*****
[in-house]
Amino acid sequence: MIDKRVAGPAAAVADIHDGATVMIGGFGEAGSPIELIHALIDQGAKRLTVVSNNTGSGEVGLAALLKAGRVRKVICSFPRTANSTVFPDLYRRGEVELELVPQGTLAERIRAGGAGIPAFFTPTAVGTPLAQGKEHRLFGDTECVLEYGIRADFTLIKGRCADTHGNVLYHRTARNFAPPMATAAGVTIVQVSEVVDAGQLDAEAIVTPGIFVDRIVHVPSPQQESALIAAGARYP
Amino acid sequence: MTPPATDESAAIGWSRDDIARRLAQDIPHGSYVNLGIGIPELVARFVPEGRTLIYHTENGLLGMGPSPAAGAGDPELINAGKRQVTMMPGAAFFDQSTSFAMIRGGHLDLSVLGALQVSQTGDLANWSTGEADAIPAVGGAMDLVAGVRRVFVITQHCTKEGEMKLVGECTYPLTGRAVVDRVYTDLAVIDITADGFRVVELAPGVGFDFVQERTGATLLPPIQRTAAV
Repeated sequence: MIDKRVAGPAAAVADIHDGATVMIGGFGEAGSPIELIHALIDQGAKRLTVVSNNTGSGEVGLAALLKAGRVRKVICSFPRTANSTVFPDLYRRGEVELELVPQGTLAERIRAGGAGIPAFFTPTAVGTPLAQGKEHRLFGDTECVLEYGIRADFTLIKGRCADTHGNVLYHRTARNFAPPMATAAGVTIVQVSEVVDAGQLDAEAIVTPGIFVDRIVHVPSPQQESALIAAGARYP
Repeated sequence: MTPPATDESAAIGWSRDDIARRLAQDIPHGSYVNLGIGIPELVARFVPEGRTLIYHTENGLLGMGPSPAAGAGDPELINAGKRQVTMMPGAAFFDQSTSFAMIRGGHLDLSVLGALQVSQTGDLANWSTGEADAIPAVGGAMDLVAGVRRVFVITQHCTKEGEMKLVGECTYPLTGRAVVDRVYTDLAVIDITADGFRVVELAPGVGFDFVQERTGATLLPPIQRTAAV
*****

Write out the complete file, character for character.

[in-house]
Amino acid sequence: MIDKRVAGPAAAVADIHDGATVMIGGFGEAGSPIELIHALIDQGAKRLTVVSNNTGSGEVGLAALLKAGRVRKVICSFPRTANSTVFPDLYRRGEVELELVPQGTLAERIRAGGAGIPAFFTPTAVGTPLAQGKEHRLFGDTECVLEYGIRADFTLIKGRCADTHGNVLYHRTARNFAPPMATAAGVTIVQVSEVVDAGQLDAEAIVTPGIFVDRIVHVPSPQQESALIAAGARYP
Amino acid sequence: MTPPATDESAAIGWSRDDIARRLAQDIPHGSYVNLGIGIPELVARFVPEGRTLIYHTENGLLGMGPSPAAGAGDPELINAGKRQVTMMPGAAFFDQSTSFAMIRGGHLDLSVLGALQVSQTGDLANWSTGEADAIPAVGGAMDLVAGVRRVFVITQHCTKEGEMKLVGECTYPLTGRAVVDRVYTDLAVIDITADGFRVVELAPGVGFDFVQERTGATLLPPIQRTAAV
Repeated sequence: MIDKRVAGPAAAVADIHDGATVMIGGFGEAGSPIELIHALIDQGAKRLTVVSNNTGSGEVGLAALLKAGRVRKVICSFPRTANSTVFPDLYRRGEVELELVPQGTLAERIRAGGAGIPAFFTPTAVGTPLAQGKEHRLFGDTECVLEYGIRADFTLIKGRCADTHGNVLYHRTARNFAPPMATAAGVTIVQVSEVVDAGQLDAEAIVTPGIFVDRIVHVPSPQQESALIAAGARYP
Repeated sequence: MTPPATDESAAIGWSRDDIARRLAQDIPHGSYVNLGIGIPELVARFVPEGRTLIYHTENGLLGMGPSPAAGAGDPELINAGKRQVTMMPGAAFFDQSTSFAMIRGGHLDLSVLGALQVSQTGDLANWSTGEADAIPAVGGAMDLVAGVRRVFVITQHCTKEGEMKLVGECTYPLTGRAVVDRVYTDLAVIDITADGFRVVELAPGVGFDFVQERTGATLLPPIQRTAAV